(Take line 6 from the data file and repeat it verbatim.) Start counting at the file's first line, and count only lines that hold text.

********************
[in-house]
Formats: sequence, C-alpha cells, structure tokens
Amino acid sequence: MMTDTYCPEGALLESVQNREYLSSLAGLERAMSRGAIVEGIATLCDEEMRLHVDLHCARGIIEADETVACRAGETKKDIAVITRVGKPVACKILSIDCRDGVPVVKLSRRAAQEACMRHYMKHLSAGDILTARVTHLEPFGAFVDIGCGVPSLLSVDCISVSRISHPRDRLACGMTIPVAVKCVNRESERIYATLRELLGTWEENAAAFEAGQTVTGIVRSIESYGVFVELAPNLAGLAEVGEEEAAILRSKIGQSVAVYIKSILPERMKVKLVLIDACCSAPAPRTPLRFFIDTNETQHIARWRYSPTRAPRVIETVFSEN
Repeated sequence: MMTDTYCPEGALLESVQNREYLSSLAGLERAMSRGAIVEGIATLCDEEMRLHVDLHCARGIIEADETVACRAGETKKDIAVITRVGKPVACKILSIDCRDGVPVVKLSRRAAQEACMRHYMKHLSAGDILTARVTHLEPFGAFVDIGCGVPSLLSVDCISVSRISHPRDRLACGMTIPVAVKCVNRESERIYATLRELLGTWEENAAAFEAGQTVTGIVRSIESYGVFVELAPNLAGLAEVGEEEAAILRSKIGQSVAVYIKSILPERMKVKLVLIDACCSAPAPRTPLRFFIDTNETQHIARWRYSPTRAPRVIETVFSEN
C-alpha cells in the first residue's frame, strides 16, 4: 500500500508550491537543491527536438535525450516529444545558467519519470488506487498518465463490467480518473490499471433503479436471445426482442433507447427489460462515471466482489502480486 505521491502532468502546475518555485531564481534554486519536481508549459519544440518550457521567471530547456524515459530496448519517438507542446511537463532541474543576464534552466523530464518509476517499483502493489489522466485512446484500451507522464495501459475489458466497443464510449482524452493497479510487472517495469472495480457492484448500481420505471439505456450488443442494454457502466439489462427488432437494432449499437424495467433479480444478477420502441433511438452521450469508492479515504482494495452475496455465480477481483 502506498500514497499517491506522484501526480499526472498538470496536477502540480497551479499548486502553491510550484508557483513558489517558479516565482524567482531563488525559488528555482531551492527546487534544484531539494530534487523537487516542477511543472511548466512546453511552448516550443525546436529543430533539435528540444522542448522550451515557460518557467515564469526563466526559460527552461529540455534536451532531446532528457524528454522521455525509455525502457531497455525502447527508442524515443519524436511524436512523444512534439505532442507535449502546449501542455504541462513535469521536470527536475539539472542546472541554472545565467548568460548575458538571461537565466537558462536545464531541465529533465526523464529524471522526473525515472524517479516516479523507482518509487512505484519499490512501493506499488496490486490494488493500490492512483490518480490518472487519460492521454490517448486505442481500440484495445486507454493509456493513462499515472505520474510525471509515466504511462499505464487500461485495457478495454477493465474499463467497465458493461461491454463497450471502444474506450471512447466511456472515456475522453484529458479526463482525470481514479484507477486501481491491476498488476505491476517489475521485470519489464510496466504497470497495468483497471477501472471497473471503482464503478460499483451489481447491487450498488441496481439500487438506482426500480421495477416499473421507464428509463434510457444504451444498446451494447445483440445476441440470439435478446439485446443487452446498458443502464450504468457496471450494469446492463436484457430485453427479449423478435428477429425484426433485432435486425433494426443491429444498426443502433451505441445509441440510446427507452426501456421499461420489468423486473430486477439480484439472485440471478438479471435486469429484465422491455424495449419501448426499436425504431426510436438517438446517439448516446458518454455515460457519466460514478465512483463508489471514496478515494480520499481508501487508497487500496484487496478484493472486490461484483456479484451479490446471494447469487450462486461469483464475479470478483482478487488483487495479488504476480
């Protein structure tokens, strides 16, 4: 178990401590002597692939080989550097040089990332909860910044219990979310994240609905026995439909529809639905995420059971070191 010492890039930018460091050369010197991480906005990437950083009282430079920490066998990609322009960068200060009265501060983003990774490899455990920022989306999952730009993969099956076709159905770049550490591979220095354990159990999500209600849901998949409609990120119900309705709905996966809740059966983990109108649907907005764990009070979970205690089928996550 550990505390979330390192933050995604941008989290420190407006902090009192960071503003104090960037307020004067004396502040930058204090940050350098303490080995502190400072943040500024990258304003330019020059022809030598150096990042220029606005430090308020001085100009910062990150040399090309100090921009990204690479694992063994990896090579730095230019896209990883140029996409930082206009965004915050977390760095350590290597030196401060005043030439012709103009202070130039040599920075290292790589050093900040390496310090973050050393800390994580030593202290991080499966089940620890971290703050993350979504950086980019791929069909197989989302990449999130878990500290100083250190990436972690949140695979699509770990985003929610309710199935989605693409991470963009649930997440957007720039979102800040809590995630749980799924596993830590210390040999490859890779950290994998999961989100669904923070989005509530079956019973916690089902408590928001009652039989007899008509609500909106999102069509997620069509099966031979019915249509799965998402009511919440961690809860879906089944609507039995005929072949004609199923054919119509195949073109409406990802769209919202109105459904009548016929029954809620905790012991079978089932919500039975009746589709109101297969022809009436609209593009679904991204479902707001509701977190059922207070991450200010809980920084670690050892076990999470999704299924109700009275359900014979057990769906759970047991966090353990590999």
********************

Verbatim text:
């Protein structure tokens, strides 16, 4: 178990401590002597692939080989550097040089990332909860910044219990979310994240609905026995439909529809639905995420059971070191 010492890039930018460091050369010197991480906005990437950083009282430079920490066998990609322009960068200060009265501060983003990774490899455990920022989306999952730009993969099956076709159905770049550490591979220095354990159990999500209600849901998949409609990120119900309705709905996966809740059966983990109108649907907005764990009070979970205690089928996550 550990505390979330390192933050995604941008989290420190407006902090009192960071503003104090960037307020004067004396502040930058204090940050350098303490080995502190400072943040500024990258304003330019020059022809030598150096990042220029606005430090308020001085100009910062990150040399090309100090921009990204690479694992063994990896090579730095230019896209990883140029996409930082206009965004915050977390760095350590290597030196401060005043030439012709103009202070130039040599920075290292790589050093900040390496310090973050050393800390994580030593202290991080499966089940620890971290703050993350979504950086980019791929069909197989989302990449999130878990500290100083250190990436972690949140695979699509770990985003929610309710199935989605693409991470963009649930997440957007720039979102800040809590995630749980799924596993830590210390040999490859890779950290994998999961989100669904923070989005509530079956019973916690089902408590928001009652039989007899008509609500909106999102069509997620069509099966031979019915249509799965998402009511919440961690809860879906089944609507039995005929072949004609199923054919119509195949073109409406990802769209919202109105459904009548016929029954809620905790012991079978089932919500039975009746589709109101297969022809009436609209593009679904991204479902707001509701977190059922207070991450200010809980920084670690050892076990999470999704299924109700009275359900014979057990769906759970047991966090353990590999």